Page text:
Much of my work has been on the causes of ethnic violence, especially in South Asia. In my first book Votes and Violence: Electoral Competition and Ethnic Riots in India (Cambridge 2004) I explore the ways in which electoral incentives have increased or decreased the likelihood of communal riots in different towns and states and at different times in India.
In contrast to those who focus mainly on the supply side of violence, I focus more on the constraints. This is because “In virtually all the empirical cases I have examined, whether violence is bloody or ends quickly depends not on the local factors that caused violence to break out but primarily on the will and capacity of the government that controls the forces of law and order.” (p.5)
So what determines this government response?
My main argument is that “democratic states protect minorities when it is in their governments’ electoral interest to do so. Specifically, politicians in government will increase the supply of protection wheneither of two conditions applies: when minorities are an important part of their party’s current support base, or the support base of one of their coalition partners in a coalition government; or when the overall electoral system in a state is so competitive-in terms of the effective number of parties-that there is therefore a high probability that the governing party will have to negotiate or form coalitions with minority-supported parties in the future, despite its own preferences.” (p.7)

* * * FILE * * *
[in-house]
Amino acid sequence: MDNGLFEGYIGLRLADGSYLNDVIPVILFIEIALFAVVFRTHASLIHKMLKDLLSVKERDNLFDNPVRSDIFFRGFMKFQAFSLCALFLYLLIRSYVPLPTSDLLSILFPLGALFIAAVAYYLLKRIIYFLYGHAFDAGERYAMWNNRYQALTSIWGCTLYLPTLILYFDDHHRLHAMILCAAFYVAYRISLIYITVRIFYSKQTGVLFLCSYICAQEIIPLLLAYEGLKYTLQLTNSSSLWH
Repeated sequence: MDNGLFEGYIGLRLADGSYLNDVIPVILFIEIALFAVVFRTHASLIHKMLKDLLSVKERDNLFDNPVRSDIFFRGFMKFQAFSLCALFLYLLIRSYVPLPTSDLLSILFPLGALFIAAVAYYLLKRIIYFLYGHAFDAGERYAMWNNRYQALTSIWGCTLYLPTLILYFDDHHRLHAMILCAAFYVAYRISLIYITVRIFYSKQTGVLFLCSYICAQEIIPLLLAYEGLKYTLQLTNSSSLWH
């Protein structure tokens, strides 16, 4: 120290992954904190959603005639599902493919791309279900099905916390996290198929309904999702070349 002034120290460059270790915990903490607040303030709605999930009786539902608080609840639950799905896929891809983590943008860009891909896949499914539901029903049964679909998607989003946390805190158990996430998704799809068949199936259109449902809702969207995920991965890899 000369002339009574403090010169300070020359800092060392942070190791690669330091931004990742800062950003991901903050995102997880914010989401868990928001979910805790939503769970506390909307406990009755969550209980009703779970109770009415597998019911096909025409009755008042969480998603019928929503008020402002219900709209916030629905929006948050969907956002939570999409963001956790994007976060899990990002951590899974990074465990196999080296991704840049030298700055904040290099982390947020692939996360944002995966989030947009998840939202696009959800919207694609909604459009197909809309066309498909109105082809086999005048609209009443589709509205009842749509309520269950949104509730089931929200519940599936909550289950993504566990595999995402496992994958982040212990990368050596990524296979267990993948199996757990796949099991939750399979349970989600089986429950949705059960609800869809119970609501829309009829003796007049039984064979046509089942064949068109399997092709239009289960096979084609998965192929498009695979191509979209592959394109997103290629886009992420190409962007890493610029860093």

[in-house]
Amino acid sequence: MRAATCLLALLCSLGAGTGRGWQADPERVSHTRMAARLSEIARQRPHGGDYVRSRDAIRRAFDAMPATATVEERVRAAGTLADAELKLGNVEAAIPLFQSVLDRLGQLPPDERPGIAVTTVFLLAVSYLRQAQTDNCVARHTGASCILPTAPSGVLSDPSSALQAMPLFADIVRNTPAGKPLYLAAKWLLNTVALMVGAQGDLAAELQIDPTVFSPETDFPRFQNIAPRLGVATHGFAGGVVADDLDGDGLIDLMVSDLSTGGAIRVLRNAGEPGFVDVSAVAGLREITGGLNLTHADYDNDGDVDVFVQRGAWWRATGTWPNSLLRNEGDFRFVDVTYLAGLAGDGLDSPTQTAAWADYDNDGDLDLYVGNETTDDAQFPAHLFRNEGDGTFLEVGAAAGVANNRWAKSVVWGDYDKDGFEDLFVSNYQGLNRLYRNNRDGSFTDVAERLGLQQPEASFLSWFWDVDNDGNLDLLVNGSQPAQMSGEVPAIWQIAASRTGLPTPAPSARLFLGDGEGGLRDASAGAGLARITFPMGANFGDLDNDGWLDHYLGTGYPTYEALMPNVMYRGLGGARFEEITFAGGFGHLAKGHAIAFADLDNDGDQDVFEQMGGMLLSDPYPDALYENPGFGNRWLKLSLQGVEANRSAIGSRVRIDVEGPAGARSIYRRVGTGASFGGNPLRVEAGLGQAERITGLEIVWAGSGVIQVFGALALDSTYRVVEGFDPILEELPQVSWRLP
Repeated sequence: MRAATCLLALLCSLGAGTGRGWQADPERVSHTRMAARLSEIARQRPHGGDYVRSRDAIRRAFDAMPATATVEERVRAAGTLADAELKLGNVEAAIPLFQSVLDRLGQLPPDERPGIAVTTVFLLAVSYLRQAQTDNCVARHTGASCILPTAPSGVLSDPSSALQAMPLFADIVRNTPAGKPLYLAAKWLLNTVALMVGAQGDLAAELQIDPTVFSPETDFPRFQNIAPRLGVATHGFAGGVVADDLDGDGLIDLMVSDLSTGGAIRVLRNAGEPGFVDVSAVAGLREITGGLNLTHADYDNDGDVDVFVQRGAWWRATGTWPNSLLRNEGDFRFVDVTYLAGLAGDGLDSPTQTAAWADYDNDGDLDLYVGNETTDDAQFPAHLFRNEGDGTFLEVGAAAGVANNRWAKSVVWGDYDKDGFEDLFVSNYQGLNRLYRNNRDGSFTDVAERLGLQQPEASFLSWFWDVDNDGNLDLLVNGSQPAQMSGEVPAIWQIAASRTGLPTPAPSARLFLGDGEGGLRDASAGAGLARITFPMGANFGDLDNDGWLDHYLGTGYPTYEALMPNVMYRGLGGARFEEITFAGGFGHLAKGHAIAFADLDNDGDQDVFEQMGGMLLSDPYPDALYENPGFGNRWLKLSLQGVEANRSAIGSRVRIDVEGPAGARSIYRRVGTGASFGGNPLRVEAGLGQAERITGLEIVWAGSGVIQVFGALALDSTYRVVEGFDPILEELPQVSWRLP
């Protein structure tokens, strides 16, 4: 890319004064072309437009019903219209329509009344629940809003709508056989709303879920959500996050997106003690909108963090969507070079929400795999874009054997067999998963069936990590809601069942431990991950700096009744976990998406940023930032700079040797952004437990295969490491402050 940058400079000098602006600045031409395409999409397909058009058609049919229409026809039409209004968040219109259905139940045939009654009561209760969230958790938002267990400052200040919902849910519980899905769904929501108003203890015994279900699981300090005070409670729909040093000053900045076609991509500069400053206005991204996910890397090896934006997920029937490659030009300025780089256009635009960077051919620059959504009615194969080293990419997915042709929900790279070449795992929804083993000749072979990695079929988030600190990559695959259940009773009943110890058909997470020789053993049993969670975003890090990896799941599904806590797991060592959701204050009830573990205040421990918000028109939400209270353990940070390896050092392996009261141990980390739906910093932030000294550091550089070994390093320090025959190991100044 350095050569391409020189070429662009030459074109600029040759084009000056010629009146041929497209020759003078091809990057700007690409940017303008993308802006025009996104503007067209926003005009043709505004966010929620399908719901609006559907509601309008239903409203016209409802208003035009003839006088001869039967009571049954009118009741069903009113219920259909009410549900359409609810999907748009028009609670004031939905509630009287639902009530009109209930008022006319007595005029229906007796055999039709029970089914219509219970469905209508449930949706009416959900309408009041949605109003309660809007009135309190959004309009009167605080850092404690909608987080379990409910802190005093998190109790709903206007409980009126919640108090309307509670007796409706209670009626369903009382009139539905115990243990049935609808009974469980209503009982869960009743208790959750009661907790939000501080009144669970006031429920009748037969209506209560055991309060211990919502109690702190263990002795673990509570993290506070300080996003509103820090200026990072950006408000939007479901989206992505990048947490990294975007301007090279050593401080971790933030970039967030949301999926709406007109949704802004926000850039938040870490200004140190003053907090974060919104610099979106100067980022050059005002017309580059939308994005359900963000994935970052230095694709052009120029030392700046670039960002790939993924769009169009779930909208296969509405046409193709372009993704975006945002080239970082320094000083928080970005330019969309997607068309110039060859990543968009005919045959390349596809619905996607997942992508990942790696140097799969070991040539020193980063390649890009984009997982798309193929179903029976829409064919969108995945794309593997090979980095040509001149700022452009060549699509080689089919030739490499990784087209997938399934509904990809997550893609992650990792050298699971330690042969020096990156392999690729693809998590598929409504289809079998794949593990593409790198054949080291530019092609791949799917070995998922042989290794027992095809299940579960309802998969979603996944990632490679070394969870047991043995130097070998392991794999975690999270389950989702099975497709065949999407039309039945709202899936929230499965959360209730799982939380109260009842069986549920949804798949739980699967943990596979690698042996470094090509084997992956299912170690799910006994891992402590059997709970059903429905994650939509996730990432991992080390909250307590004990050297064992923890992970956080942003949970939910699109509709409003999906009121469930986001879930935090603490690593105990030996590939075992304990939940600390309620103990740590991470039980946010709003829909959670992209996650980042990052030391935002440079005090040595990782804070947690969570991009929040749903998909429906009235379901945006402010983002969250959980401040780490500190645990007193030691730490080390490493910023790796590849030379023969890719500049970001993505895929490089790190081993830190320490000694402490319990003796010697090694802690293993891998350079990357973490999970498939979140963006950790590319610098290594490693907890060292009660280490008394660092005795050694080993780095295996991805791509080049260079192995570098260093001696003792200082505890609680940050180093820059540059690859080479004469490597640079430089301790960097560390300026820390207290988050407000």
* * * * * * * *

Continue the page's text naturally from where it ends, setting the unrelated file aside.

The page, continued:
The book was pretty far along in the pre-publication process when the 2002 Gujarat riots broke out, and I delayed the book so I could spend some time analyzing how the model I put forward seemed to explain the pattern of violence in 2002. The answer I discovered was that it seemed to explain much of the variation: states with substantial minority representation in government and/or high levels of party competition, such as Bihar, Maharashtra, Andhra Pradesh and Rajasthan seemed to do much better in controlling the communal riots that erupted in 2002 than those states such as Gujarat where there was low party competition or minority representation in government was minimal.
Votes and Violence was joint winner of the American Political Science Association’s Woodrow Wilson Foundation prize in 2005 for the best book on government, politics, or international affairs published in the previous year.
Since Votes and Violence I have written several other papers on ethnic violence. Some have followed up the Indian story, exploring how well the model has done in accounting for patterns of violence and peace since 2004, or responding to specific criticisms that have been made of the argument. I have also written several more historically oriented articles and papers, looking at how an electoral incentives model might be adapted to look at historical cases before elections were introduced, or be applied to authoritarian governments.